Joseph Falsely Accused by Potiphar's Wife
"Now Joseph was handsome in form and appearance. And it came to pass after these things that his master's wife cast longing eyes on Joseph, and she said, 'Lie with me.' But he refused and said to his master's wife, 'Look, my master does not know what is with me in the house, and he has committed all that he has into my hand. There is no one greater in this house than I, nor has he kept back anything from me but you, because you are his wife. How then can I do this great wickedness, and sin against God?' So it was, as she spoke to Joseph day by day, that he did not heed her, to lie with her or to be with her" (Gen. 39:6-10).

Apparently, Joseph was well built and good looking, and Potiphar's wife had noticed. She lusted after him and made her desires known to him. She wanted to have sex with him and tried wearing him down, since he resisted her advances. It seems likely, based on the authority and privileges Joseph had been granted, that had he desired to sleep with her, he could have gotten away with such without Potiphar finding out. But Joseph was a man of integrity. Whether he found Potiphar's wife attractive or not was irrelevant--she belonged to another man! To become intimate with her would have been a sin against Potiphar and against God! Joseph has no interest in engaging in wicked behavior (that is what adultery is) or betraying Potiphar's trust. She, like Delilah, is persistent, but Joseph had strength that Samson did not possess (cf. Jud. 16). I am reminded here of I Corinthians 10:13 - "No temptation has overtaken you except such as is common to man; but God is faithful, who will not allow you to be tempted beyond what you are able, but with the temptation will also make the way of escape, that you may be able to bear it." In Joseph's situation, his only "escape" from temptation was endurance (and so it is with us sometimes). He could not leave his master's house, but he would not give in to his master's wife. He tried to avoid her as much as possible, which was certainly wise (cf. I Cor. 15:33).

"But it happened about this time, when Joseph went into the house to do his work, and none of the men of the house was inside, that she caught him by his garment, saying, 'Lie with me.' But he left his garment in her hand and fled outside, then she called to the men of her house and spoke to them, saying, 'See, he has brought in to us a Hebrew to mock us. He came in to me to lie with me, and I cried out with a loud voice. And it happened, when he heard that I lifted my voice and cried out, that he left his garment with me, and fled and went outside'" (Gen. 39:11-15).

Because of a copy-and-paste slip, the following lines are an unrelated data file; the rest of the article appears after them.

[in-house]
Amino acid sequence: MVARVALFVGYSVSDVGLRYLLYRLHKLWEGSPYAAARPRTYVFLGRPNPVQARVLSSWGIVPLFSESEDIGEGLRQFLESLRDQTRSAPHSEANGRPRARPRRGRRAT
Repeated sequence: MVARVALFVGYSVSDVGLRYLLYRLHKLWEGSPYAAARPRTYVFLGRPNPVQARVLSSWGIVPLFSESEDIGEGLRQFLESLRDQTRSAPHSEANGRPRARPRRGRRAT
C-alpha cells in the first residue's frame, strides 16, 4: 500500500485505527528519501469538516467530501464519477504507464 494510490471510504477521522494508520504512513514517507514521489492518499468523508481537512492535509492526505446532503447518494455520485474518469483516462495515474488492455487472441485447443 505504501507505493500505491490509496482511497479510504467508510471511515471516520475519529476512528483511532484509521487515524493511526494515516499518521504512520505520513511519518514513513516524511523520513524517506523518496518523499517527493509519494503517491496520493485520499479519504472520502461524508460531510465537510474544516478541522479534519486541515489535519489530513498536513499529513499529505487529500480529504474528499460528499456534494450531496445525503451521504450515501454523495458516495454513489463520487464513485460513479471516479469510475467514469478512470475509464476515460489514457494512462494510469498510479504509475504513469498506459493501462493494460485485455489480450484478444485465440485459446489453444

Potiphar's wife looked for (or perhaps even arranged) an opportune time when she could be alone with Joseph. She must have believed that Joseph would have intercourse with her if they were alone and if she was aggressive physically. She was wrong. Although she had a firm hold of his garment, he abandoned it and fled outside to escape the seductress. When she was rejected this time, however, her passion for Joseph turned to hate (cf. II Sam. 13:15)! With his garment in hand, she resorted to lies and vengeance. She first tells the other servants her made up story and then prepares to tell Potiphar later that day.

"So she kept his garment with her until his master came home. Then she spoke to him with words like these, saying, 'The Hebrew servant whom you brought to us came in to me to mock me; so it happened, as I lifted my voice and cried out, that he left his garment with me and fled outside.' So it was, when his master heard the words which his wife spoke to him, saying, 'Your servant did to me after this manner,' that his anger was aroused. Then Joseph's master took him and put him into the prison, a place where the king's prisoners were confined. And he was there in the prison" (Gen. 39:16-20).

One might assume that Potiphar, after hearing his wife's story, was angry with Joseph, but I'm not convinced that such is the case. Had he believed that Joseph had actually tried to rape his wife, he (as the head of the executioners) likely would have had him executed! Instead, Potiphar puts Joseph in with Pharaoh's prisoners, which was a preferred place in prison. I believe Potiphar is angry with his wife because this situation will cost him his best servant. It was a "he said, she said" situation, essentially, and it would not have been appropriate to favor his servant over his wife, so Joseph has to go (though I'm not convinced Potiphar believes his wife here).